Yet AGL’s management failed to listen, it underestimated the strength of the forces stacked against them, and it even tried to undermine renewable energy forecasts by the very agency charged with looking after the reliability of the electricity system. None of this was surprising given the CEO’s long history of delaying action on climate change.
In late January 2022, healthcare workers staged a die-in outside AGL’s office in Melbourne with a clear call: “Dangerous and dirty: quit coal by 2030”. AGL clearly didn’t like the heat, yet failed to make any meaningful commitments beyond bringing forward its coal closures by just a few years.
Sparks of change
An unexpected twist came in February this year, when Grok Ventures announced a plan to take over AGL, bring billions of funds from an infrastructure investor to build 10 gigawatts of renewable energy and allow Loy Yang A and Bayswater to be retired as early as 2030. Yet AGL’s board twice rejected this lifeline having put so much effort into the demerger. Grok then bought 11.3% of the company - raising serious doubts about AGL’s ability to muster the 75% shareholder support needed to split the company.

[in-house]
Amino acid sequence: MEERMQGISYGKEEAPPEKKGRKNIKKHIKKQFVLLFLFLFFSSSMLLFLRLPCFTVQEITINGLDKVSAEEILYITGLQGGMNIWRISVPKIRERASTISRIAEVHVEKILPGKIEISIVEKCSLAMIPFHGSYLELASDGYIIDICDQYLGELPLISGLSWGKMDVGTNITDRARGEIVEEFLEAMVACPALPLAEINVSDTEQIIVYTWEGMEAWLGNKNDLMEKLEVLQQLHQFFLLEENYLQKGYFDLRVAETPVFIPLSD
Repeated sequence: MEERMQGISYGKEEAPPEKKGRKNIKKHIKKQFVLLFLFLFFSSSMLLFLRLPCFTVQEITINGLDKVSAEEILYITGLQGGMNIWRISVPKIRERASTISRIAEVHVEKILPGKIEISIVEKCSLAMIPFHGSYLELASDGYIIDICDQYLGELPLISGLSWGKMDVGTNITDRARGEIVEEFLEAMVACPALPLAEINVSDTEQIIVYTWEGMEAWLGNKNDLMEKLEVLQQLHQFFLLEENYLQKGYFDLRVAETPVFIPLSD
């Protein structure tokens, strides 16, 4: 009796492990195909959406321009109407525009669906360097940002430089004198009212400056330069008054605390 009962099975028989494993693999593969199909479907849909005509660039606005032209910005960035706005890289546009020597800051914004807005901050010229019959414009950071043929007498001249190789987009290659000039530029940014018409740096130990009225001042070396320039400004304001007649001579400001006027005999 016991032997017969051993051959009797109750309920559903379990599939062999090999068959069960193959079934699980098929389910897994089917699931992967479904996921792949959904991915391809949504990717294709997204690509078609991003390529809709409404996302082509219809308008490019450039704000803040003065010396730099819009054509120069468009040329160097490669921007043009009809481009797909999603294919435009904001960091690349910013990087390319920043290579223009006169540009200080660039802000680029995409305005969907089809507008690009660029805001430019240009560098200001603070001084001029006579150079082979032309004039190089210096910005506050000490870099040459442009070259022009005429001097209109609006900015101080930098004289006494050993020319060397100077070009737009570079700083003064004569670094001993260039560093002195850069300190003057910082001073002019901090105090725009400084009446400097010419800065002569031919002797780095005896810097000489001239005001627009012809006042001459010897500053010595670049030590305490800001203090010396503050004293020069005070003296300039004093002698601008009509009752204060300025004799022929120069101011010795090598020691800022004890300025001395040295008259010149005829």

We knew we had to work hard to convince at least 25% of AGL shareholders to vote down the demerger plans scheduled for 15 June. Reacting quickly, over a hundred of you joined with twelve prominent health and community organisations within less than a week to write to AGL’s shareholders that the time to publicly commit to vote down the demerger was now. That letter was also delivered in person to Aware Super following an action outside an Energy Transition Summit in May, triggering Aware Super to invite Healthy Futures and others to meet with them to discuss its role.
Late last week, the health super fund HESTA, who has been hearing from healthcare workers since early last year and were initially supportive of the demerger, finally committed to voting it down, with others expected to follow suit. It was this public opposition, brought about by the unrelenting pressure by its members and other health care workers, which set a ball rolling that eventually saw AGL’s plans seriously unravel.
Today AGL’s board has finally conceded defeat, cancelling both the demerger and the extraordinary general meeting. The CEO and Board Chair will be forced to stand down, along with two other board members, so that a more competent management can forge a new pathway for the company.
So what’s next?
There’s plenty to do to ensure that Australia’s biggest climate polluter becomes the climate leader we need. We need AGL to commit to a a clear timebound plan to transition to 100% renewable energy by 2030 to protect communities’ health and our climate. We need this commitment to be made now to give certainty to communities who deserve better than sudden unexpected closures as the energy transition marches on.
Today we can be thankful that key blockers to change will go and AGL’s reckless demerger is finally dead and buried. This is thanks in no small part to people like you prepared to take action for a healthy future.
If you work or study in health please sign our open letter to AGL to keep the pressure on: www.healthyfutures.net.au/agl
Please support our work with a tax-deductible donation at www.healthyfutures.net.au/donate